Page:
What is School Health

School Health is the comprehensive efforts of developing, implementing, and evaluating services, both within the school and the community, that provide each and every student with the resources needed to thrive within a healthful environment.

School Health initiatives should work to promote inclusive environments in which students can learn together about, and develop, healthy behaviors overtime.

ASHA is a multidisciplinary organization made up of administrators, counselors, dietitians, nutritionists, health educators, physical educators, psychologists, school health coordinators, school nurses, school physicians, and social workers. Collectively, ASHA is working to lead efforts to prioritize school-based approaches that promote lifelong health, build a community to support the whole child, and activate champions of school health.

School health services include, but are not limited to: Nursing and Other Health Services; Health Education; Physical Education; Counseling, Psychological, and Social Services; Nutrition and Appealing School Lunches.



School Health Guidelines


The Centers for Disease Control and Prevention has compiled a list of nine school health guidelines. These guidelines are intended to provide schools with a foundation that can be used to develop, implement, and evaluate programs and services promoting social and emotional development while breaking down barriers to education within a healthful environment.

To learn more about the CDC School Health Guidelines, as well as strategies to accomplish each one, visit the Centers for Disease Control and Prevention: CDC Healthy Schools: School Health Guidelines Webpage.


Current Best Practices in School Health

According to research published in the Journal of School Health, school health programs that incorporate social skills training in combination with health education have demonstrated, along with parent and teacher training, and school-wide climate change, evidence supporting increased academic outcomes among students who participated (Murray, Low, Hollis, Cross, & Davis, 2007). In addition, the American Cancer Society has identified four basic elements that should be included in high-quality school health programs:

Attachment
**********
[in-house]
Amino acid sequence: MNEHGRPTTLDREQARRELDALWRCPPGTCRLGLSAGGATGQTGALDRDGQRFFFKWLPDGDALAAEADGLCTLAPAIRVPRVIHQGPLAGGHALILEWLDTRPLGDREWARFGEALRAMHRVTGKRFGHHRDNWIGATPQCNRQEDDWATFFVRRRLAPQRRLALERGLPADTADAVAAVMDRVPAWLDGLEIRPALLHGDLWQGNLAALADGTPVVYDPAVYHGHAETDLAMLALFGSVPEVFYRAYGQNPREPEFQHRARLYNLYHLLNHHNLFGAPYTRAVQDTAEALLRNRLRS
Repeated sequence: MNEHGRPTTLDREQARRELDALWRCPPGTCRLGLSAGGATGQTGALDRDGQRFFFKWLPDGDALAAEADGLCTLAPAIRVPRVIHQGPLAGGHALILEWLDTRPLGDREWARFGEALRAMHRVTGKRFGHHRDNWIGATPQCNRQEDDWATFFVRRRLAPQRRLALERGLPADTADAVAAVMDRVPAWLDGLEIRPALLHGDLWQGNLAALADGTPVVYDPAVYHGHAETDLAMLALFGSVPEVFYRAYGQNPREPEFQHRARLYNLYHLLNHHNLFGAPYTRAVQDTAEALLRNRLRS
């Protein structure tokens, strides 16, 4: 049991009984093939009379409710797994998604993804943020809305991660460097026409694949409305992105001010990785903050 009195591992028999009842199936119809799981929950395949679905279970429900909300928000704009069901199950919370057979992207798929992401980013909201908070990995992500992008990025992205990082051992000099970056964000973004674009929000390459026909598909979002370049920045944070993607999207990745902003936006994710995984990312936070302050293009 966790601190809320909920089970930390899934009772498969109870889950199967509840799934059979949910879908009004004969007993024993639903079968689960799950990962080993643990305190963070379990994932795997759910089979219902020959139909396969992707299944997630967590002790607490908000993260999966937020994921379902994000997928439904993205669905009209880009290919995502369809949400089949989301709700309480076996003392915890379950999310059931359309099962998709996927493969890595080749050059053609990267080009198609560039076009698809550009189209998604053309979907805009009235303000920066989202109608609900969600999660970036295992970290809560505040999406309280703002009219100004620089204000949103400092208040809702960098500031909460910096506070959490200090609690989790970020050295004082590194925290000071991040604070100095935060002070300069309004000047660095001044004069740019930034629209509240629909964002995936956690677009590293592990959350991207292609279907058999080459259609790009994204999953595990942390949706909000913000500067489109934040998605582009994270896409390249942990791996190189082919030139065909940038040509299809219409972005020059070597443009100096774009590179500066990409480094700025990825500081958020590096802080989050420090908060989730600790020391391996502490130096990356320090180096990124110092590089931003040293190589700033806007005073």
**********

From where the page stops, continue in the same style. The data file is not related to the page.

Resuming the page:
1. Active leadership from school administrators, a school and community health council, and a school employee with responsibility for coordination.
  2. A coordinated and collaborative approach overseen by a school health council, that sets priorities based on community needs and values, and that links with community resources.
  3. A safe and nurturing learning environment with supportive policies and practices, facilities that are hazard free, and consistent health-enhancing messages.
  4. A commitment of time, personnel, and resources.



Share Your WSCC Story

At ASHA’s recent virtual conference, school health professionals shared their successes in using the WSCC Model to advance school health.

We invite you to submit your success story for publication on the ASHA website. Your story will inspire ASHA members and be a catalyst for new successes. To submit your story, please complete this brief questionnaire. It will capture the main elements of your WSCC Success Story.

Thank you in advance for helping schools across the nation to apply the WSCC Model in their setting.